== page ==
If athletes with suspected celiac disease don’t make the effort to get properly tested, they might miss a correct diagnosis — or diagnosis of other health problems, like Crohn’s, an ulcer, or colon cancer. Plus, if undiagnosed, they might be less motivated to strictly follow a gluten-free diet for life. This can result in anemia, stress fractures, cancer, osteoporosis, diabetes, and other autoimmune disorders. (For more information about celiac disease and gluten intolerance, see

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Irritable Bowel Syndrome

Although the exact cause of IBS is unknown, two aggravators include stress and diet. Some researchers suggest people with IBS have a colon that is very sensitive to certain foods and stress. Hence, athletes with IBS may be more susceptible to experiencing diarrhea. Athletes with IBS should try to eat even-sized meals on a regular schedule — an eating style that can be difficult to fit into a busy day. (For more information about IBS, see and, the International Foundation for Functional Gastrointestinal Disorders.).

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When all efforts to resolve exercise-associated diarrhea have failed, the athlete might want to consult with his or her physician about taking antidiarrhea medicine (such as Imodium or Lomotil) 1 hour before the athletic event. With medical guidance and monitoring, this remedy (used for special events but not on a daily basis) has helped keep some athletes in the game.



Lesli Bonci, registered dietitian of the University of Pittsburgh Medical Center recommends Certo or SurGel as an antidiarrhea option. They are pectins (used with making jam and jelly). A tablespoon mixed in water an hour before exercise can have a binding effect.

Although some athletes may be tempted to experiment with laxatives or colonic irrigation, they should be discouraged from doing so. Laxative use can become a “slippery slope” that borderlines on purging behaviors associated with eating disorders. Athletes should seek medical guidance and supervision regarding any purgative use.

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Many athletes are too embarrassed to seek help for their struggles with exercise-associated diarrhea. They need to know that “runner’s trots” are a common problem; they are not alone with their concerns. Because each person’s body is unique, each athlete needs to experiment with the timing and amount of different preexercise and during-exercise foods to find a solution that brings peacefulness to their exercise program.

  • Do make sure to be well hydrated before and during endurance exercise.
  • Do systematically eliminate foods from the diet to isolate suspected culprits.
  • Do experiment during training with commercial sports foods and fluids taken during exercise to learn their effects on the athlete’s intestinal tract.
  • Don’t draw conclusions about the presence of medical conditions, such as celiac disease, lactose intolerance, irritable bowel syndrome, or other GI problem, without seeking the services of a specialist in GI disease.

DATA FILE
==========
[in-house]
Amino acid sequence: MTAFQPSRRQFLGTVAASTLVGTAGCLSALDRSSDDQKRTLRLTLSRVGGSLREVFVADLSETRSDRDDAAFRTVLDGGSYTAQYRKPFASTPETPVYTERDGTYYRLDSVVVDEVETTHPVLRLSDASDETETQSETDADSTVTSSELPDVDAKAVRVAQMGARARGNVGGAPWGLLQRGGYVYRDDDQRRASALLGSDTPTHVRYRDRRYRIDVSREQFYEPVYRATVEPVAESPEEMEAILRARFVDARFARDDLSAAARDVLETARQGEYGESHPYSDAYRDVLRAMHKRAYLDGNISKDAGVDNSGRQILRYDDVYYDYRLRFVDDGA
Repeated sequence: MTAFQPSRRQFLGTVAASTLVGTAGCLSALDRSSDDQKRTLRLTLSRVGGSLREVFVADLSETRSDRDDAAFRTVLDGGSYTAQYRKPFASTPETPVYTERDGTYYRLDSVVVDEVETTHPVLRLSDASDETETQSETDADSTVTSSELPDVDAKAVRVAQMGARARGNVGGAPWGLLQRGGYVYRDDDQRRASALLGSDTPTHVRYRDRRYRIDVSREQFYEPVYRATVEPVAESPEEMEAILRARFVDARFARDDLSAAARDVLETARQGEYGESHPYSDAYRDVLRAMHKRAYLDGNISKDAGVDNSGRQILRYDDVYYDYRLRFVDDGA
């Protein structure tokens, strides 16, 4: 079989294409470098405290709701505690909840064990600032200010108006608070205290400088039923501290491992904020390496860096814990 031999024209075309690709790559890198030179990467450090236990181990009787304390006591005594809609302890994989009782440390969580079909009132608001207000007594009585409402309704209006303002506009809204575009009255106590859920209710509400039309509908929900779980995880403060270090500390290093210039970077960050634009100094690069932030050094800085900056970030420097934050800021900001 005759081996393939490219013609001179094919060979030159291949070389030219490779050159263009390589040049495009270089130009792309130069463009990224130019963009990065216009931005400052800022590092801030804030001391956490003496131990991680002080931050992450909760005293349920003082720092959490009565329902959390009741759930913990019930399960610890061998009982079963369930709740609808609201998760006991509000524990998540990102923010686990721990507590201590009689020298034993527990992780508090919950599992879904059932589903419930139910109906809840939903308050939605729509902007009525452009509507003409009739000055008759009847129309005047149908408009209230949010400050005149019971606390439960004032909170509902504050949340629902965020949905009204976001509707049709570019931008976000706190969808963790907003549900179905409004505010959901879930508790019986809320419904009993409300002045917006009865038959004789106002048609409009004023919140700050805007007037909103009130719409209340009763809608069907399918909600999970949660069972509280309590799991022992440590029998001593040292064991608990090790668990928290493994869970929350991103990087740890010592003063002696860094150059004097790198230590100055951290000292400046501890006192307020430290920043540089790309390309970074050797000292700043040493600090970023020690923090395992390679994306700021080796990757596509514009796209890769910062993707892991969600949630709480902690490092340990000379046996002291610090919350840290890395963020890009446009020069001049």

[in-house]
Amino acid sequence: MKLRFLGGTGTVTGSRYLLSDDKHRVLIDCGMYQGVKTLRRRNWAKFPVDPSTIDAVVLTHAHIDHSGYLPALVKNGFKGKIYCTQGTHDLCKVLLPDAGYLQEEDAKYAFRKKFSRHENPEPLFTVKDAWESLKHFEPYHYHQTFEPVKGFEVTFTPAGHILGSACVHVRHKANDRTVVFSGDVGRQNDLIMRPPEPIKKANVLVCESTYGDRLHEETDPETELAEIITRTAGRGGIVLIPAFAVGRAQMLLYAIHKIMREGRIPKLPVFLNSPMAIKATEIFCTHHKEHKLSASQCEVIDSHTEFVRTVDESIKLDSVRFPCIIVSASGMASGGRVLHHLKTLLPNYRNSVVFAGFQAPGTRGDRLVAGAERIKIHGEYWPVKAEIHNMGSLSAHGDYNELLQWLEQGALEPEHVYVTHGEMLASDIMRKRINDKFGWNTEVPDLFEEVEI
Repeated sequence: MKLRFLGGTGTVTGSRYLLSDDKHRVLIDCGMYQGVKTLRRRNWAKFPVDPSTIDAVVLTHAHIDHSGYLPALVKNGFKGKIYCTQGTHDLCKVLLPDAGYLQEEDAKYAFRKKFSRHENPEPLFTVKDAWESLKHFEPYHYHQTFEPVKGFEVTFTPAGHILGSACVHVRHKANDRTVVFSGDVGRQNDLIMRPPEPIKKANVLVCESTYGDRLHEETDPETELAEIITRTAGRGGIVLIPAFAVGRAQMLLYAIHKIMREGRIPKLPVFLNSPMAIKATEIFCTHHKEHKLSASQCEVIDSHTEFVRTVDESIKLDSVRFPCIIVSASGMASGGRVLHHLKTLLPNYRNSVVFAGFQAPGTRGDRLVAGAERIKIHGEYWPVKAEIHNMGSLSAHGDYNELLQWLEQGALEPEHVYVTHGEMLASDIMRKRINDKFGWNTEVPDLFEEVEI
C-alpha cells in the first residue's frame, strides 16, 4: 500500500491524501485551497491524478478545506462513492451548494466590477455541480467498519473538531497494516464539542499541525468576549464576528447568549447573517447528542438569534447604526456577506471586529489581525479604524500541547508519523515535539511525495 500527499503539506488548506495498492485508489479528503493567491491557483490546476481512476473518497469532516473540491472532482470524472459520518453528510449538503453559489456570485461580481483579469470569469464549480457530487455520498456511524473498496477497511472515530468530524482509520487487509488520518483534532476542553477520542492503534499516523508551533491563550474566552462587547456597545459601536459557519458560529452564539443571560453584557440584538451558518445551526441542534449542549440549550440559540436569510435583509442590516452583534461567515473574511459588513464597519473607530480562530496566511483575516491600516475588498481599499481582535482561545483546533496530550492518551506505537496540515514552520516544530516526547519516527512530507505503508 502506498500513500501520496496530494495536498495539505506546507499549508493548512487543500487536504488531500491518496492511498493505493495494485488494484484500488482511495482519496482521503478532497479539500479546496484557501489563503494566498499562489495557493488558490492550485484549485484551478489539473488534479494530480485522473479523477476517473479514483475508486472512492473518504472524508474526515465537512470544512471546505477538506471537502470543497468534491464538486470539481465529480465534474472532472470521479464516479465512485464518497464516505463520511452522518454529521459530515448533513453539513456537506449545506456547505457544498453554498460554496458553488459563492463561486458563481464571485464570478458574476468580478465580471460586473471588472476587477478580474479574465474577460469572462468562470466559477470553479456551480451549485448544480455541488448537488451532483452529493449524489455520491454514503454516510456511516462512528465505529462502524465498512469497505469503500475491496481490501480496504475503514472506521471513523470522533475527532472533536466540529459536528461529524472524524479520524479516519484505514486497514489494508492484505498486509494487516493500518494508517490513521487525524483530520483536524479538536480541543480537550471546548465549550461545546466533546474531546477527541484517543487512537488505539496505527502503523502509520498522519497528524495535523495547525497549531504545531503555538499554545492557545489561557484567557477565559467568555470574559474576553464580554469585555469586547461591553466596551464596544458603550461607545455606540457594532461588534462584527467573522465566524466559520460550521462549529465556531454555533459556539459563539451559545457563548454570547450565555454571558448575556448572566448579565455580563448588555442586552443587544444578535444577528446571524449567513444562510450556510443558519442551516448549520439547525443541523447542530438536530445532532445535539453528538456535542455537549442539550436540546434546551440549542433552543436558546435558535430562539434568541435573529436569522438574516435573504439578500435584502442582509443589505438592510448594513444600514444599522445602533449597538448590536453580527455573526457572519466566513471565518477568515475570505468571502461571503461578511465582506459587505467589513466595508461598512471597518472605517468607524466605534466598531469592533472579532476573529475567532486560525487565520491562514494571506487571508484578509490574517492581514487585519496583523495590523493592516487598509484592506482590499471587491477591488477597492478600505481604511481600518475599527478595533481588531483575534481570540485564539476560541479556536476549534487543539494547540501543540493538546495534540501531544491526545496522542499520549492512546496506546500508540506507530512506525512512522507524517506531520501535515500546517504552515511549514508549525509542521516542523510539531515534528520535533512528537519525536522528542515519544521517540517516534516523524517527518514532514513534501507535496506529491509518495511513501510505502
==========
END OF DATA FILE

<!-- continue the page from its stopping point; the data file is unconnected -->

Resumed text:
• Don’t take antidiarrheal drugs without the advice of a sports medicine physician.
  • Don’t experiment with over-the-counter laxatives or colonic irrigation, and so on, without professional input and monitoring, for purposes of remaining objective about what could become an unhealthy crutch for an athlete with eating disorder.
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Exercise-associated diarrhea afflicts an estimated 30% to 50% of athletes, particularly those who exercise at a high intensity in running-type sports. Athletes with a history of GI problems (including irritable bowel syndrome, celiac disease, and lactose intolerance) are predisposed to this problem. Solutions to exercise-associated diarrhea are personal to each athlete; hence experimenting with pre-event fueling should be incorporated into the training program.

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1. Biesiekierski JR, Newnham ED, Irving PM, et al.. Gluten causes gastrointestinal symptoms in subjects without celiac disease: a double-blind randomized placebo-controlled trial. Am J Gastroenterol. 2011; 106 (3): 508–14.
2. Chey WD, Cash BD. Irritable bowel syndrome: update on colonic neuromuscular dysfunction and treatment. Curr Gastroenterol Rep. 2006; 8 (4): 273–81.
3. de Oliveira EP, Burini RC. The impact of physical exercise on the gastrointestinal tract. Curr Opin Clin Nutr Metab Care. 2009; 12 (5): 533–8.
4. Pfeiffer B, Cotterill A, Grathwohl D, Stellingwerff T, Jeukendrup A. The effect of carbohydrate gels on gastrointestinal tolerance during a 16-km run. Int J Sport Nutr Exerc Metab. 2009; 19: 485–503.
5. Winett RA, Carpinelli RN. Potential health-related benefits of resistance training. Prev Med. 2001; 33 (5): 503–13.
6. Wright H, Collins M, Villers RD, Schwellnus MP. Are splanchnic hemodynamics related to the development of gastrointestinal symptoms in ironman triathletes? A prospective cohort study. Clin J Sport Med. 2011; 21 (4): 337–43.

Gastrointestinal Distress; Runner’s Trots; Urge to Defecate During Exercise; Exercise-Induced Diarrhea; Digestive Problems in Athletes

© 2012 American College of Sports Medicine.